Generally favorable reviews - based on 13 Critics

Critic score distribution:
  1. Positive: 11 out of 13
  2. Negative: 0 out of 13
  1. Reviewed by: David Wiegand
    Harrowing and unforgettable film.
  2. Reviewed by: Mark Jenkins
    The movie is a curiosity, of course. Both Marc and Kim have decidedly unusual life stories.
  3. 83
    Prodigal Sons comes packed with multiple hooks. Aside from the sex-change angle, the movie takes a turn when Marc---whom Reed’s parents adopted before she was born--learns that he’s the biological son of Rebecca Welles, and the grandchild of Orson Welles and Rita Hayworth.
  4. A tale of two siblings -- one basking in memories, the other fleeing them -- Prodigal Sons grapples with identity through the prism of sibling rivalry. In the end its conclusions have little to do with gender and everything to do with acceptance.
  5. Reviewed by: Todd McCarthy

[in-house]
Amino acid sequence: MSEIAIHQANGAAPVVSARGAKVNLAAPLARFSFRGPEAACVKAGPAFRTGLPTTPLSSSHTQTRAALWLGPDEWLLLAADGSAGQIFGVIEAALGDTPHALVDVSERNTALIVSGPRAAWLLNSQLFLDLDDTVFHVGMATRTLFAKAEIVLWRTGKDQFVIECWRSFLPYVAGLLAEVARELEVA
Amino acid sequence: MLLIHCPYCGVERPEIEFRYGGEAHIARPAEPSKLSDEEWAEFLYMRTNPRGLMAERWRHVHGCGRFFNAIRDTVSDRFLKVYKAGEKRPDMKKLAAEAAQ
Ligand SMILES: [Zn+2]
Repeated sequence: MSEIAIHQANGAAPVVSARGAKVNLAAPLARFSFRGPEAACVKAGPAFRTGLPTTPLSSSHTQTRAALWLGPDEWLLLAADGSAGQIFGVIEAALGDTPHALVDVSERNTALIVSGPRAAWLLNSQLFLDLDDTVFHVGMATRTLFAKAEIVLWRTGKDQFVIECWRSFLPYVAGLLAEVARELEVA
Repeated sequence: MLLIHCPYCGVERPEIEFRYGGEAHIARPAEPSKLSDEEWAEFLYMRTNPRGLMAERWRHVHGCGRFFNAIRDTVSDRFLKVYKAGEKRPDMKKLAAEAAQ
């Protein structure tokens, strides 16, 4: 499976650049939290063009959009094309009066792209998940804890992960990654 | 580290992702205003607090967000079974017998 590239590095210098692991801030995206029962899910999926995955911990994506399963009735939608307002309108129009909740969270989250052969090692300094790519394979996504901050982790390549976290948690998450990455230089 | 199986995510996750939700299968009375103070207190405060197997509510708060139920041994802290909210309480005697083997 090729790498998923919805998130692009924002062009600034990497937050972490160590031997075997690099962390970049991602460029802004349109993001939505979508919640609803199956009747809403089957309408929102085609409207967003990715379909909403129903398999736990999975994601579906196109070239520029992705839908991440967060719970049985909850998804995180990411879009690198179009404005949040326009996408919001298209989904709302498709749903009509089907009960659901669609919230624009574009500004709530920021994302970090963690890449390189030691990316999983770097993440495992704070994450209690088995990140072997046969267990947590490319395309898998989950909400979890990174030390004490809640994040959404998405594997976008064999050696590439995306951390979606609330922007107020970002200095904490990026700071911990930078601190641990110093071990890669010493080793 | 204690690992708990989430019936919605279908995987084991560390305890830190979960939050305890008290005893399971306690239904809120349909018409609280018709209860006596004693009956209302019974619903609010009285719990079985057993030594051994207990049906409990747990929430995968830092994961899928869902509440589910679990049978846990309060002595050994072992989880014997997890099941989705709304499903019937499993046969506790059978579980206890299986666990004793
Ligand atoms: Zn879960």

Sad, compelling documentary leaves a few key questions frustratingly unanswered, but the raw materials here are sufficiently bracing.
  6. Reviewed by: Sheri Linden
    Reed insists on pursuing difficult questions, and this is a film not easily forgotten.
  7. Reviewed by: Ty Burr
    There’s still enough to chew on to recommend the movie, not least the oddly touching sight of two siblings whose very identities have been altered by surgery.
  8. Kimberly Reed’s debut documentary, Prodigal Sons, would make a terribly contrived novel, but is a compelling and sensational real-life story.
  9. Reviewed by: Stan Hall
    Even if Prodigal Sons is ultimately more buildup than payoff, Reed is a nimble enough filmmaker to roll with unexpected developments and make poignant connections between her family's unremarkable past and its extraordinary, wrenching present.
  10. Reviewed by: Ed Schied
    The unexpected directions in their family dynamics and unflinching scenes of the volatile Marc keep Prodigal Sons absorbing.
  11. Despite its undeniably fascinating elements, Prodigal Sons attempts to deal with so many issues at once that it inevitably lacks focus. But there's no denying that it offers a hook that other similarly themed docs could only envy.
  12. As with most fam-cam documentaries, dysfunction pushes the story along, tipping over into exploitation.
  13. Reviewed by: Kevin B. Lee
    Instead of pushing deeper into any psychological dilemmas, this dirty-laundry doc gets lost in a sensationalistic flurry driven by a serious emotional unraveling.

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